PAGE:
|Book Review: Swarm Creativity|
Swarm Creativity: Competitive Advantage through Collaborative Innovation Networks
Written by: Peter A. Gloor. New York: Oxford University Press, 2006. 207+ii pages.
Swarm Creativity is devoted to a better way of working together through project networks. Peter Gloor admits that the concept of project networks is not new. However, he declares that because of improved communication capabilities, such networks have reached a tipping point. Gloor defines a collaborative innovation network (COIN) as “a cyberteam of self-motivated people with a collective vision, enabled by the Web to collaborate in achieving a common goal by sharing ideas, information, and work” (p. 4). Characteristically, COINs are self-organizing, open systems. They are not collaborative, virtual teams set up by management. Gloor advocates the use of the term COINs, but other designations for these types of networks may become more popular.
Swarm Creativity is appropriate for any group that wants to establish this type of network. Gloor's treatment has both academic and formulaic components. It fits the case of someone like Linus Torvalds and the development of the Linux operating system.
Gloor cites the work of Bonabeau and Meyer (2001) to list the self-organization properties of swarms: “(1) Positive feedback reinforces desired behavior; (2) Negative feedback counterbalances positive feedback; (3) Amplification of randomness leads to positive reinforcement; and (4) Amplification of interactivity has a positive outcome” (p. 20). These properties enable a swarm to accomplish a given task. They enable bees to find food sources and enable people to create of works such as Wikipedia.org.
Chapter 4 explores the ethics and commitment-building issues for a COIN to operate successfully. One of these is where individuals “exchange their former identity into one defined and formulated by the community. In COINs, members are respected for the skills they possess and their achievement relevant to the community, with little respect for their outside position” (p. 74).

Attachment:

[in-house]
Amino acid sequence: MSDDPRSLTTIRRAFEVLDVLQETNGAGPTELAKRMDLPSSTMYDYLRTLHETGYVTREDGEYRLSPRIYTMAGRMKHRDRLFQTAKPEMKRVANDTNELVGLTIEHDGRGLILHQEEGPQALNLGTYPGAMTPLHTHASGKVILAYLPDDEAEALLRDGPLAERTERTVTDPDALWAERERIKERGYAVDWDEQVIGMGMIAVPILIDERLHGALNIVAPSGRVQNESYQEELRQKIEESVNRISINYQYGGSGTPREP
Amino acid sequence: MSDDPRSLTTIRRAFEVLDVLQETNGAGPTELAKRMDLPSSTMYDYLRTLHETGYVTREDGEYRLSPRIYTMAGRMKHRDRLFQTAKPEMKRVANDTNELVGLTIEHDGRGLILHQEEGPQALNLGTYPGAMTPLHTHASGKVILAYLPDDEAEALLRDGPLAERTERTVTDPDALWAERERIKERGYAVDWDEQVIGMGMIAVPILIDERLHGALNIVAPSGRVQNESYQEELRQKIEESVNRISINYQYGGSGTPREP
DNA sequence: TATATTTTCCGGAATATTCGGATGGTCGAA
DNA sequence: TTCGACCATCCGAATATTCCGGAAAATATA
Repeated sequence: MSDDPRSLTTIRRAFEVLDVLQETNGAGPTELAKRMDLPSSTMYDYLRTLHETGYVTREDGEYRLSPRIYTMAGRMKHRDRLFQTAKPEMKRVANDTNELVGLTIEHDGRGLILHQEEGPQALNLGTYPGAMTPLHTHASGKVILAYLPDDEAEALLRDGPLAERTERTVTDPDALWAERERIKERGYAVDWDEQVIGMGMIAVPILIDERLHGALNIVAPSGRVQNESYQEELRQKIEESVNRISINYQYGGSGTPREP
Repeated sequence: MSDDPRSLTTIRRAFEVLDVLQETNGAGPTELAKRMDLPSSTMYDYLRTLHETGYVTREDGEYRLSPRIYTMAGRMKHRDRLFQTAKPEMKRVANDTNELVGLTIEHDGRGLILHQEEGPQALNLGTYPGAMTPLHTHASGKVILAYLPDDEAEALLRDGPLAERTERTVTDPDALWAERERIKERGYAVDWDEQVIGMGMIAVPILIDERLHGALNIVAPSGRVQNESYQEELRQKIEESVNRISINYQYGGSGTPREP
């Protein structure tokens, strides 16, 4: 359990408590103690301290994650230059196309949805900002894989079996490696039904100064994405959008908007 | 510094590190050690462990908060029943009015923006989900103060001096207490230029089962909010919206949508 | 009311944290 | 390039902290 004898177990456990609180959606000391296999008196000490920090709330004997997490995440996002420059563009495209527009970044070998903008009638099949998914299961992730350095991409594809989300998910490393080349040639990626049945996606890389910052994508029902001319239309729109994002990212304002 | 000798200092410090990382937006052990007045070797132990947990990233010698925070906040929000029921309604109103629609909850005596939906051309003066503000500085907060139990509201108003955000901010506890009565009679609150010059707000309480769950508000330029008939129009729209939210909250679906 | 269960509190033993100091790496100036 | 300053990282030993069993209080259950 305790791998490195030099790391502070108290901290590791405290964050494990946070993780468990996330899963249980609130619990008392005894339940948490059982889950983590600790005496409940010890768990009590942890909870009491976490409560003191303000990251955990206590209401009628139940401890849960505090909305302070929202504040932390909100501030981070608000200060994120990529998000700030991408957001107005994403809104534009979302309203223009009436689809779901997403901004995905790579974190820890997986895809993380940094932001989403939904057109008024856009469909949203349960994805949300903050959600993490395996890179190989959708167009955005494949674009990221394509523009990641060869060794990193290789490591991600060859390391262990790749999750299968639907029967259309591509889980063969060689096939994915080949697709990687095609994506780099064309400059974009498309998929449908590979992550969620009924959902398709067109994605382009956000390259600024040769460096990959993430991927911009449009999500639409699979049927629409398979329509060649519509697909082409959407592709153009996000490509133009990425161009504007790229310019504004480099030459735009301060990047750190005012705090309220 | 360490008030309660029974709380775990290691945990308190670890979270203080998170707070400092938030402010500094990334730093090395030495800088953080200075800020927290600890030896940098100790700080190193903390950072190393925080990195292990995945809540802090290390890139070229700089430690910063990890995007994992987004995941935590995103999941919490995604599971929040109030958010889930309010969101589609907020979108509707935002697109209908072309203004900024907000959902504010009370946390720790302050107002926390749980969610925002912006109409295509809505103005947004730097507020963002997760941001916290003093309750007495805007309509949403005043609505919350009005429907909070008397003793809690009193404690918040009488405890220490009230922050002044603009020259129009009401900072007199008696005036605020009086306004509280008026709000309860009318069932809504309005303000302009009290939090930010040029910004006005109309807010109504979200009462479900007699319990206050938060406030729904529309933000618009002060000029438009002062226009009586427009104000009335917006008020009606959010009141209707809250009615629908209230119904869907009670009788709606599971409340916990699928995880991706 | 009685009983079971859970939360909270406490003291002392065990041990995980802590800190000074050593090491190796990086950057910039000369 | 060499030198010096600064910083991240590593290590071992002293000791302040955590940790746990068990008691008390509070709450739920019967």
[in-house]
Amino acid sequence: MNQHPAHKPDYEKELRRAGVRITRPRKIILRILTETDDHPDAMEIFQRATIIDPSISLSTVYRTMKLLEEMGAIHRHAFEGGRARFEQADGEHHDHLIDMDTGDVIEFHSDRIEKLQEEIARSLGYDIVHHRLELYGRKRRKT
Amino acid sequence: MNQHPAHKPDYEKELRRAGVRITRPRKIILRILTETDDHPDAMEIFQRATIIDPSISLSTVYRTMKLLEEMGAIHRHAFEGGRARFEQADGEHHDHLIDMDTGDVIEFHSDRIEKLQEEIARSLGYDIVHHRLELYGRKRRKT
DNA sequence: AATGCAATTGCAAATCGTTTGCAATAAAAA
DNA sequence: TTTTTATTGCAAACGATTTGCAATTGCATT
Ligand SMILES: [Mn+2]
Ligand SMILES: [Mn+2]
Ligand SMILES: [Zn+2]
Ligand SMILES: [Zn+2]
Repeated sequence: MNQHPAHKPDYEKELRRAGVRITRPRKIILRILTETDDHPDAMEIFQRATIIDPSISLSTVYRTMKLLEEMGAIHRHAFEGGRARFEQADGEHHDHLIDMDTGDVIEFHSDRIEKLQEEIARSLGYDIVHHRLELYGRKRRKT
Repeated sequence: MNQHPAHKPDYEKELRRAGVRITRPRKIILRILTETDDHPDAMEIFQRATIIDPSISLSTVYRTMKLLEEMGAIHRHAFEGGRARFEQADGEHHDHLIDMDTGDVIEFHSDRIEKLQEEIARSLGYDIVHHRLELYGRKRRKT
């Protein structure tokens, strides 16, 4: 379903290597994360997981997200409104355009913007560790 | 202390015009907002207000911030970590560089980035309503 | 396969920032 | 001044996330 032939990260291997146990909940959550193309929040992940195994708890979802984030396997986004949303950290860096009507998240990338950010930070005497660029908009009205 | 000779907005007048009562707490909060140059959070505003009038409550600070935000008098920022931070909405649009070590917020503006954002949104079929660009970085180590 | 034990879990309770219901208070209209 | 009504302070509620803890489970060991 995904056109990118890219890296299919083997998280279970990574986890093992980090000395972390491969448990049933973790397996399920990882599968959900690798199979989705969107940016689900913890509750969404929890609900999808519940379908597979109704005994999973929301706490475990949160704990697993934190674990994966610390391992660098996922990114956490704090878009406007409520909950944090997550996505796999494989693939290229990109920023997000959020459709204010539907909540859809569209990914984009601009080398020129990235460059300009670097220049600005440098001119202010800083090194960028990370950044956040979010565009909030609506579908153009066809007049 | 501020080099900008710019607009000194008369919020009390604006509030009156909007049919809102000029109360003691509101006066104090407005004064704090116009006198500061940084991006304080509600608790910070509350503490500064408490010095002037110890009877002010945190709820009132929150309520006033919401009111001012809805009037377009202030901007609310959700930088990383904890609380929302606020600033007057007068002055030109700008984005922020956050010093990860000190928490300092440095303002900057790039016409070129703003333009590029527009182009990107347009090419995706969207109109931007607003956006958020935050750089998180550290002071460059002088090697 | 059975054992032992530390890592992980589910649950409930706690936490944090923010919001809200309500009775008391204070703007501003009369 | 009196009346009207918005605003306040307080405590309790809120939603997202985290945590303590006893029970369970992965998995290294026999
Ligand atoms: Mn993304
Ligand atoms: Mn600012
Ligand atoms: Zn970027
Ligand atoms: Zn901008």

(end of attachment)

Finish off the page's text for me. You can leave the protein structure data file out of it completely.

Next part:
Case studies of several COINs are presented in Chapter 5. Chapter 6 explores communication attributes that facilitate collaboration.
Appendix A introduces collaborative knowledge networks (CKNs), which are a “high-speed feedback loop in which the innovation results of COINs are immediately taken up and tested, refined or rejected by learning and interest networks, and fed back to the originating COINs. The CKN ecosystem is the main mechanism by which COIN innovations are carried over the tipping point” (p. 128). In some cases, COINs can transform into “startup companies, project teams, and business units” (p. 139).
Appendix B analyzes the flow of information through a social network. In knowledge flow optimization, “communication patterns consisting of time series of collected communication data provide insights into complex group dynamics and make it possible to predict future group behavior” (p. 173). As communication becomes more transparent, business processes become more efficient. Appendix C provides suggestions to implement knowledge flow optimization.
Which method—a COIN or a centralized hierarchy—will provide the better of way of controlling and optimizing a specific distributed system? Swarm Creativity provides insights to select the appropriate alternative. Gloor's contribution is the enumeration of a set of principles to improve the probability of incubating a successful collaboration network.